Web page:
NZ Woman's Weekly

Interview with veteran broadcaster Geoff Robinson

Interview with veteran broadcaster Geoff Robinson

As the kokako called across the airwaves a few seconds before 9am on Tuesday, April 1, a wave of sadness swept across the nation.

Veteran broadcaster Geoff Robinson had signed off from Radio New Zealand’s Morning Report for the very last time, after 39 years at the helm.

Thousands of Kiwis have relied on Geoff’s steadying voice to guide them through the sometimes exhilarating, often horrifying, events of the past four decades and will feel lost without him.

“I’ve been astounded by all the cards and emails,” says Liz, Geoff’s wife of 45 years.

“Some are saying they’ve woken up to the sound of Geoff their entire lives, and some are quite sad, saying, ‘Don’t go!’”

And Liz admits the listeners aren’t the only ones who have been emotional – she joined Geoff in the studio for the first (and last) time during his final broadcast, and reflects, “I can assure you there were tears.

“It was hard to hold them back. When Geoff walked out of the studio, just about the whole of Radio New Zealand were standing there. They clapped and let off huge streamers.”

“I was lost for words,” says the man who has known exactly what to say through the biggest events of our time, including the Erebus disaster, the sinking of the Rainbow Warrior and 9/11.

With them in the newsroom was their son Ben, who also works at Radio New Zealand. Their daughter Holly, who works in publishing in Auckland, had flown down earlier in the week to be by her dad’s side at a dinner held in his honour at Parliament House.

“I think they’ve always been proud of their father,” says Liz, a retired school teacher. “They’ve always felt it was special to have a father who was an acclaimed broadcaster.”

mackenzie

Geoff Robinson with wife Liz / Photo: Neil Mackenzie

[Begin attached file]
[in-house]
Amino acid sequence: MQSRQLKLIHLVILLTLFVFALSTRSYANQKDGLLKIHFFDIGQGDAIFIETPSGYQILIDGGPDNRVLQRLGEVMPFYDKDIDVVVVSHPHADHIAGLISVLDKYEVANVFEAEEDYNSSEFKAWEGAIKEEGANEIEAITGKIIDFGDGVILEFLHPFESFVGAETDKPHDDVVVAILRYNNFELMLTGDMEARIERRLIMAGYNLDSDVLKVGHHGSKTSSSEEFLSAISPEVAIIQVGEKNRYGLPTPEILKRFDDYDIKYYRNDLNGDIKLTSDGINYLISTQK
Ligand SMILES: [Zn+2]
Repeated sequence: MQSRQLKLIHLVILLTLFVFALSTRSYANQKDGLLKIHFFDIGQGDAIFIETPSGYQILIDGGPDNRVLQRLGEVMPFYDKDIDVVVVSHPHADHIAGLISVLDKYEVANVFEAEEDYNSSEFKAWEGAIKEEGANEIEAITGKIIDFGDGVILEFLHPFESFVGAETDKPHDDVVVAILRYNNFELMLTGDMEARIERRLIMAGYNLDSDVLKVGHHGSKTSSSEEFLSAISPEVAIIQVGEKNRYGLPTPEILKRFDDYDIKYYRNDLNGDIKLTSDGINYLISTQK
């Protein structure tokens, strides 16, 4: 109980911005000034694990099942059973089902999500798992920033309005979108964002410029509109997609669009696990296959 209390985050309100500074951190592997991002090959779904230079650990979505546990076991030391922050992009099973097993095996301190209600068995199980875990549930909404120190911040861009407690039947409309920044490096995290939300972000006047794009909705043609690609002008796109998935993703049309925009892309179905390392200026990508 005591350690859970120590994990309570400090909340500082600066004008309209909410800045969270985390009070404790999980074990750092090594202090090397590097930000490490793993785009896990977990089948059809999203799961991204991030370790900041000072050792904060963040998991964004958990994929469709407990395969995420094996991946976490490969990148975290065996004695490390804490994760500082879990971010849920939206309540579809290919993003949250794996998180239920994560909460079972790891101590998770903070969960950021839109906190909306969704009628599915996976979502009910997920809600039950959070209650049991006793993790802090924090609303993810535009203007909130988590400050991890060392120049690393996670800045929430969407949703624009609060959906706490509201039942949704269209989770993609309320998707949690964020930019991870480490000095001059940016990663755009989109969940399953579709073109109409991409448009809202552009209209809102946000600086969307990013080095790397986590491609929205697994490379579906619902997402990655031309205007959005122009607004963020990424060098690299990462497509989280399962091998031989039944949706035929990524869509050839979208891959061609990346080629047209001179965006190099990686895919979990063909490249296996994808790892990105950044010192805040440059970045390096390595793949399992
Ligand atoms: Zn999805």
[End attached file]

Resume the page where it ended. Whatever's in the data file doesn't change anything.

And while Ben has followed his father into the same industry, he won’t be treading exactly in his footsteps, says Liz.

“I don’t think he wants to do it full-time like Geoff. I think he wants to vary his work a bit.”

“I have apologised to the kids,” adds Geoff modestly.

“When they were growing up and doing media studies at school, I don’t think it was pleasant to have their teachers talking about their dad. For them it was just the job that Dad did.”

But the family has always been supportive of Geoff’s work, and though the hours were gruelling, it also meant Liz was able to fulfil her own ambitions.

“Many people think it must have been very demanding on our family but, actually, once you know what you’re in for it just becomes a way of life. Yes, he went off to work early but then he had afternoons free, which enabled me to go to university and get my degree while he looked after the children.”

“And I got to play golf during the week when no-one else was on the golf course,” says Geoff.

“Though we have always had to eat [dinner] earlier than others – as I keep being reminded,” he adds, smiling at his wife.

Colleagues and fans have been quick to praise Geoff for his calm, even-handed approach, no matter what was going on, and Liz says this is absolutely who Geoff is both on and off the air.

“What you hear with Geoff is what you get at home. He’s exactly what he seems.”

Now, Geoff is equally unruffled in the face of a completely different way of life.

“You can’t do something as long as I have without missing it afterwards,” he reflects. “But what I know is that nothing is permanent but change.

“Ever since I turned 65 I’d keep asking myself two questions: ‘Am I still enjoying it?’ and ‘Am I still performing at the level I want to perform at?’ Last October I answered ‘no’ to one of those and I resigned.”

Now, Geoff won’t need to wake up at 3.30am every day, and both he and Liz are looking forward to some of the simple pleasures that will allow them.

“We can think about some things that we want to do for ourselves – things we can do together,” says Liz.

First up, Geoff says he needs to attend to the fact that “bits of the garden are sliding down the hillside,” but he also has lots of books to read, a trip around Australia planned, and Liz is hopeful that they’ll finally be able to host some midweek dinner parties.

There are no regrets, and plenty to look forward to.

“I’ve been a very lucky guy to have had a job that I like and a family that has supported me through it” muses Geoff.

“It’s been a privilege – and what I want to say to New Zealand is ‘thanks for listening.’”

Oct-27-2014-issue

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